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Punch Through team discussing mobile development

3 Reasons Native iOS and Android Apps are Better for Connected Products

One decision must be made before developing a mobile app: native or hybrid. For many developers, preconceived notions lead them down the hybrid route, believing it to be cheaper and more efficient with a “one-code-fits-all” approach. However, we’ve learned, from experience and other company’s stories, that this isn’t the case. 

It’s true; at first glance, hybrid apps appear simpler and cheaper. But this only applies to the initial phases of development, and eventually, difficulties arise from supporting three platforms instead of two and from integrating the app with hardware-reliant APIs like BLE.

Users have come to expect fast apps

Everyone wants fast results. Now that technology is at the tip of our fingers, “fast” is no longer a luxury; it’s an expectation. For mobile apps, in particular, end-users demand fast loading times, immediate responses to questions, and seamless updates that keep up with new technologies. It’s true, hybrid apps can produce quick results with a development team that’s familiar with the technologies, and UI’s can be quickly put together. While this is well-intentioned, it doesn’t foster long-term effectiveness. 

In 2018, Airbnb learned this the hard way. They decided to rewrite their app from the ground up, abandoning React Native to write a fully native app. They cited that the top reason for choosing to build a hybrid app was because it was the fastest approach, which created later challenges. Lesson learned.

It should be noted that supporting separate designs that follow the Human Interface Guidelines and Material Design Guidelines prepared by Apple and Google take more time. Native app development can be sped up by referencing native libraries and third-party frameworks for potential solutions. And, with technological advances like new tools and languages, native app development is easier than ever. Going beyond basic functionality found on standard websites becomes problematic, and development can slow to a crawl.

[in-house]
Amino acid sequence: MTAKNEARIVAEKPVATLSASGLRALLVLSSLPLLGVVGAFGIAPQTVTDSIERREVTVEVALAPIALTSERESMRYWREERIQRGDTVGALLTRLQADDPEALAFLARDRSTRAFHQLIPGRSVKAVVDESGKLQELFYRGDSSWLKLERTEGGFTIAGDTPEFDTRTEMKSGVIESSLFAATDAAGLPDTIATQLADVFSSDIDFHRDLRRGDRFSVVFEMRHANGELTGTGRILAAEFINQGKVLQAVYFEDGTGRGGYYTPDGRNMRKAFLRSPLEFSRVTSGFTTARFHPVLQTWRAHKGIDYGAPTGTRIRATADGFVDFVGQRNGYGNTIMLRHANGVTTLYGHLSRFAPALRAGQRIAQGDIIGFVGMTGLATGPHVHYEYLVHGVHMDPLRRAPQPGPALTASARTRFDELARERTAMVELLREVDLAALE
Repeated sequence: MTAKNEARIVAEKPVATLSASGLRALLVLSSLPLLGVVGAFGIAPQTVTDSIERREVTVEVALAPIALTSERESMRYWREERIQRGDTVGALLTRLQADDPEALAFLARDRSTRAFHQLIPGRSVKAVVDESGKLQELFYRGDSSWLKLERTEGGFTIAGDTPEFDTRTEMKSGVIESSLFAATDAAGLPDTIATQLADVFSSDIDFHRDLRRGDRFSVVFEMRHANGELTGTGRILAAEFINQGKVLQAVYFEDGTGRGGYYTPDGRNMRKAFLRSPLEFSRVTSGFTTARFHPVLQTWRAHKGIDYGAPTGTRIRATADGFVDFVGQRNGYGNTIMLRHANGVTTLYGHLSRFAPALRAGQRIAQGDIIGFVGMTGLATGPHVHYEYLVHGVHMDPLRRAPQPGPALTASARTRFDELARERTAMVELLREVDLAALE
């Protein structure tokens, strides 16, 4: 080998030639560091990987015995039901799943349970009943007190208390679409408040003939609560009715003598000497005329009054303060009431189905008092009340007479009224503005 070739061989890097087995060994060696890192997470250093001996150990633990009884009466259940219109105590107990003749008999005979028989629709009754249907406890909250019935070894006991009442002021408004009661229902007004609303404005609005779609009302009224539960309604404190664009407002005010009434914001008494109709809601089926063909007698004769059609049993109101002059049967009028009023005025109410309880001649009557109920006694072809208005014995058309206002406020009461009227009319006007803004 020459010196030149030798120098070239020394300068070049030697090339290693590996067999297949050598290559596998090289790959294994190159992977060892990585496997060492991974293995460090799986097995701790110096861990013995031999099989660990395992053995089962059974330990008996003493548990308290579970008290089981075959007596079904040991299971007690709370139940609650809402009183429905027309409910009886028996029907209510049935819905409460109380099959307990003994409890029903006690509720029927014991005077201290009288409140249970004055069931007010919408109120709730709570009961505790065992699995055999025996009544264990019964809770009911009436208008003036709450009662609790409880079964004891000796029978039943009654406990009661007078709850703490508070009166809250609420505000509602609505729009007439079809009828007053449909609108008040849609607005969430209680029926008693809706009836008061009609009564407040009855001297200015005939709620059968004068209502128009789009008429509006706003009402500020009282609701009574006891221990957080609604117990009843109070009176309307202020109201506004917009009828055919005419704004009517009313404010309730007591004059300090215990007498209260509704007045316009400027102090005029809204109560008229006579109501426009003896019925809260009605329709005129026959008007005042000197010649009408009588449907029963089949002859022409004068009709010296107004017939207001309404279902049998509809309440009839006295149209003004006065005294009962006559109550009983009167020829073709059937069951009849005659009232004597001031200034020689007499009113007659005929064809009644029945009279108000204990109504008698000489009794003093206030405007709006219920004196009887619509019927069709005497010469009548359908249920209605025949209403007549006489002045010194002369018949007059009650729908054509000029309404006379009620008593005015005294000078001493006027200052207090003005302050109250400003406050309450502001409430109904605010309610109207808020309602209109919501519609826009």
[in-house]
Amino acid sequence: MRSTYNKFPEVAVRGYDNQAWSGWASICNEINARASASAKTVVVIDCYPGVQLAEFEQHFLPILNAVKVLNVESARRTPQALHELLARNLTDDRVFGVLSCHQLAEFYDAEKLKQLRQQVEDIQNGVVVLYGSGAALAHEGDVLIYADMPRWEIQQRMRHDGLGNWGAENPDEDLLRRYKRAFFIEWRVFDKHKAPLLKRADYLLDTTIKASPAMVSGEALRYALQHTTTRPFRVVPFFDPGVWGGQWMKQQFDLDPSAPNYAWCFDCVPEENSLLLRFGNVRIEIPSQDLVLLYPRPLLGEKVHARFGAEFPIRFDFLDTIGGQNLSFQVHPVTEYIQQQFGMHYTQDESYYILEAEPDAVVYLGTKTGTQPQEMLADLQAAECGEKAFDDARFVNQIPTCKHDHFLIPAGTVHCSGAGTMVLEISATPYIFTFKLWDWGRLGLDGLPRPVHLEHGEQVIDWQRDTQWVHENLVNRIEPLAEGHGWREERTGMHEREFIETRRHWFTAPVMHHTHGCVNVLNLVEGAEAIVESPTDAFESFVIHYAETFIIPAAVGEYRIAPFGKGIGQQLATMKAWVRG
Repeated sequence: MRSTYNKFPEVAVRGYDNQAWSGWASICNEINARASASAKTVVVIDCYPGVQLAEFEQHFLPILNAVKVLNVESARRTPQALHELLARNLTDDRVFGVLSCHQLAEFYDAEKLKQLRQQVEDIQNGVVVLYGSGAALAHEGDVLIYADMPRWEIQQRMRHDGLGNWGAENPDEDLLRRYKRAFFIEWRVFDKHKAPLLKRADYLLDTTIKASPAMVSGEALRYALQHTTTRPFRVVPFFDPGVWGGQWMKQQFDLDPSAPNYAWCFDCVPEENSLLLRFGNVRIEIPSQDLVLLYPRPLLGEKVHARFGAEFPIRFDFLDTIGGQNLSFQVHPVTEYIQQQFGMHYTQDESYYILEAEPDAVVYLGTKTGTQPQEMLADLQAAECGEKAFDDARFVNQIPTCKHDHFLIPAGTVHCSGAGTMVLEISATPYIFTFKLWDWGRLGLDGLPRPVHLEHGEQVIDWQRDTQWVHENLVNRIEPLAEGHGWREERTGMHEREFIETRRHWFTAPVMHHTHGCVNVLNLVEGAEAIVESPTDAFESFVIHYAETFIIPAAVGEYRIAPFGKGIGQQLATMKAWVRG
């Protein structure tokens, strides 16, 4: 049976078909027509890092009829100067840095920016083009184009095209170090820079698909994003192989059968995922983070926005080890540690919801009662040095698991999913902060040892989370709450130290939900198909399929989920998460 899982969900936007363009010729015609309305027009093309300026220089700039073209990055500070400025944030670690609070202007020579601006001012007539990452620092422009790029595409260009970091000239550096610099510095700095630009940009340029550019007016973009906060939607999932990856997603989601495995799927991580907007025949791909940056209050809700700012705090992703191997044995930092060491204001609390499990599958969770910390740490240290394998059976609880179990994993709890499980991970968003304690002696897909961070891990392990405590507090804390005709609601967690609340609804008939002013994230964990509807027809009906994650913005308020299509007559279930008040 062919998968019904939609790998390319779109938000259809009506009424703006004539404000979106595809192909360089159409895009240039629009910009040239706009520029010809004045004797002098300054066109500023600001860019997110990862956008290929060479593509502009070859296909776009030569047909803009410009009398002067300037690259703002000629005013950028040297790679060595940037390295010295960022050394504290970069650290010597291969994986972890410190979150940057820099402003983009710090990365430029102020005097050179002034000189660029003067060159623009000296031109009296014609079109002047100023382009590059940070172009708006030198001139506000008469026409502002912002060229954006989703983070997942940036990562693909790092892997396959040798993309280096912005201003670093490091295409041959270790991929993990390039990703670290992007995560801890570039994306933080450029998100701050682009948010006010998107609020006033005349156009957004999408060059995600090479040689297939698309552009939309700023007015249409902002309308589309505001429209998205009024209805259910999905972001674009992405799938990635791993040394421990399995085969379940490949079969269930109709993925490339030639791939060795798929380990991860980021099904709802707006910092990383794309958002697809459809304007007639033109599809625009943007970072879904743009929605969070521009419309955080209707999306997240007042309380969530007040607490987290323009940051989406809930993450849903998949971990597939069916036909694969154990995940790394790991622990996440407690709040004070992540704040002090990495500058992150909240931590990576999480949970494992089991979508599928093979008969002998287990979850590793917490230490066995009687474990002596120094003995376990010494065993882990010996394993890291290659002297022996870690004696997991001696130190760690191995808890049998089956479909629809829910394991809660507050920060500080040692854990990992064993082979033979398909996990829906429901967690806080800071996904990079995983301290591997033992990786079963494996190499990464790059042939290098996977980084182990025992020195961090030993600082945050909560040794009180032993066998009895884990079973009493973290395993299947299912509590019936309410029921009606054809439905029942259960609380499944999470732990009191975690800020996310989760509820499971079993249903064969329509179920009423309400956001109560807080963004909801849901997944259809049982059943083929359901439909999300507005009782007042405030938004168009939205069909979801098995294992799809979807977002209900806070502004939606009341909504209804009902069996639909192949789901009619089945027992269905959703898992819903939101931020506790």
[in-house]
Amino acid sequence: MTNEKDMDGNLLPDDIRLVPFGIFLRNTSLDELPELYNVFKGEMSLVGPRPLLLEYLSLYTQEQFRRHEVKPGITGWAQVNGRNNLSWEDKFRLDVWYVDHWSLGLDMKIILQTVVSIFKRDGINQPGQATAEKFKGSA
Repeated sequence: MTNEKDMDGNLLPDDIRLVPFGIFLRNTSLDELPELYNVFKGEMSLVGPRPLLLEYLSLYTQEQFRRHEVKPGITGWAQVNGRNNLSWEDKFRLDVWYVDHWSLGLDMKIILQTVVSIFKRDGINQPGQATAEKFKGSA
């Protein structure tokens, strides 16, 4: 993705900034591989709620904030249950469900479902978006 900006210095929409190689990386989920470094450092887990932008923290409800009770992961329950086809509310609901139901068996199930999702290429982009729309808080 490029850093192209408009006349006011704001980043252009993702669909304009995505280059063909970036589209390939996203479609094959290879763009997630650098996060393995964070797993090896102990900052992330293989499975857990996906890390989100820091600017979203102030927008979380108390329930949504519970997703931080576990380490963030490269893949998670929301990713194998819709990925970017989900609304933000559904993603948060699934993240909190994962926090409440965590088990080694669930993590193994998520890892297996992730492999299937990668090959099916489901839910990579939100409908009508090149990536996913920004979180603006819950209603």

An example of successful native app development can be seen by Lyft. In 2015, the San Fransico-based ridesharing company rewrote its entire iOS app using Apple’s native language, Swift. It did so while supporting and building onto the older production app, eventually catching up to that product with Swift’s new version.

Adding Integrated Features can be a Slog

The difficulty and timeframe for this process in hybrid apps are much higher than native apps. Examples of integrated features include accessibility support, Bluetooth Low Energy (BLE) support, and optimizing framerates on long-scrolling lists, to name a few. 

Let’s dive into BLE a bit deeper. Built-in BLE functionality is more commonplace in app development, and implementations for hybrid apps sometimes lack basic BLE configuration options from cross-platform frameworks, requiring a built-from-scratch approach. This can turn a “write once” ideal into a “write-three” nightmare, often causing frustration and lost time.

App Maintenance is a lot Easier

It’s hard to keep up with the rapid OS and hardware advancements, and new phones with new versions of BLE support are released frequently. With hybrid apps, unless the cross-platform framework adds support, new features and updates won’t be implemented. Fixing bugs and crashes adds another layer of complexity and often takes much more time with hybrid apps. The bug could be in the framework, or in the way the code interfaces with the framework, and it isn’t always self-evident. If the build breaks, it can be challenging to determine whether the issue lies within the framework, the code, or the layer in between that was added to support a new feature or solve a previous bug.

Native App Development for the Win

Users expect more from their apps like consistent updates and support and the latest operating system version. Developing hybrid apps can cause lingering bugs and unsupported features, driving users away, and introducing unwanted security risks. It also complicates Bluetooth development and increases the price, which is now standard in many mobile devices. Native development is the most effective long-term solution for app development when taking into account price, efficiency, and long-term stability.

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